Every year, some 130,000 Americans die from a stroke — an average of one every four minutes — according to the Centers for Disease Control and Prevention. Though hundreds of thousands of others survive strokes, the lingering effects remain the leading cause of serious long-term disability in the United States, costing an estimated $34 billion each year in health care services, medication and missed work.
At Towson University, a group of experts have come together from different departments to help get stroke survivors back on track. The result of their collaboration is a smartphone app, Armstrokes, designed to help stroke survivors strengthen their bodies and improve coordination.
A stroke, also called a "brain attack," occurs when circulation is blocked to the brain, typically by a blood clot, and can result in a range of neurological problems including difficultly with thinking, speech and movement. Armstrokes, as app co-developer Sonia Lawson explained, targets movement.
Lawson, who teaches in Towson's Department of Occupational Therapy and Occupational Science, said the app works by taking advantage of neuroplasticity, or the brain's ability to compensate for damage. By guiding users through customized exercise regimens and promoting the repetition of movement, the app can help survivors' brains relearn basic movements.
"If you've learned how to play a sport or maybe taken dancing lessons, that requires a lot of practice. You have to do it over and over again to get better at it. It's the same idea for stroke and neuroplasticity. If they can do it over and over again, then the brain remembers that movement, and undamaged parts of the brain can take over for damaged parts," Lawson said.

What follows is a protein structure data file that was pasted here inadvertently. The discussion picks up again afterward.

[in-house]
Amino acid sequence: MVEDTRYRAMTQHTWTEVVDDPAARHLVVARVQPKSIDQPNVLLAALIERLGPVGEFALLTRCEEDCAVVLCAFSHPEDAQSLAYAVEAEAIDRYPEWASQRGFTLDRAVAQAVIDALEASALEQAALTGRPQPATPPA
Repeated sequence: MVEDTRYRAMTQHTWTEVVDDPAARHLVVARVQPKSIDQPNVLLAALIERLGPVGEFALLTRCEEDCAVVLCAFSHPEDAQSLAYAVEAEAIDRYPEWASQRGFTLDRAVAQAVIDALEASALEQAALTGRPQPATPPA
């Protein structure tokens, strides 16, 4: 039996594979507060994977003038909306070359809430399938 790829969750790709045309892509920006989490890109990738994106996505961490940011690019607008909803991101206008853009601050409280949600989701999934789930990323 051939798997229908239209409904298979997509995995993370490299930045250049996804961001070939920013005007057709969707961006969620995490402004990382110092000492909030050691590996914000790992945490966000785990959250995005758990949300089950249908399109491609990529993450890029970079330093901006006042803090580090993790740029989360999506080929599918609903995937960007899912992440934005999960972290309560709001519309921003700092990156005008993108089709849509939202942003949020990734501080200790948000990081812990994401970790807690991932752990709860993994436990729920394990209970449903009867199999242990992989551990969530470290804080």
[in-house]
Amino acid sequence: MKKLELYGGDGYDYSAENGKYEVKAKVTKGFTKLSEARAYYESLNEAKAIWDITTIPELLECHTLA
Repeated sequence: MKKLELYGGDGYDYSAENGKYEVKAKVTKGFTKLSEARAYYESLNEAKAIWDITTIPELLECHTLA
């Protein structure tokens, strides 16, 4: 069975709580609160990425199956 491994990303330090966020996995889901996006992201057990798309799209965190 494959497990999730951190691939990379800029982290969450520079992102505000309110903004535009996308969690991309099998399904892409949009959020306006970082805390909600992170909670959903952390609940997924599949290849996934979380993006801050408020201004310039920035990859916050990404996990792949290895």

Armstrokes is still in the development phase, but even after just six weeks of participation in a pilot program, stroke survivors who used the app regularly began to show results. The researchers are recruiting more participants in the Baltimore area with the hopes of doing a deeper assessment of the app.
An important key to the app's success, the developers say, will be its accessibility.
"It's portable — they have a phone they can carry around with them all the time, and they can just do their exercises wherever," Lawson said. No other equipment is required.
But Armstrokes is more than just an app, explained Jinjuan Heidi Feng, Armstrokes co-developer and interim director of Towson's School of Emerging Technologies. Behind the scenes, Feng said, there's a server, a massive database and a website organizing all of the patient data. That means there's plenty of hands-on work for both computer science and occupational therapy students to do.
Previously, Feng's department had worked on developing apps to help young adults with autism learn skills to enable them to transition into more independent living situations. She began thinking about how her department's expertise could benefit people with other kinds of health challenges.
"It was a perfect match," Feng said. "Sonia has been working with stroke survivors for more than a decade, and we have the expertise of working with people with disabilities and the computer science expertise in mobile app development."
—Leah Soleil for Towson University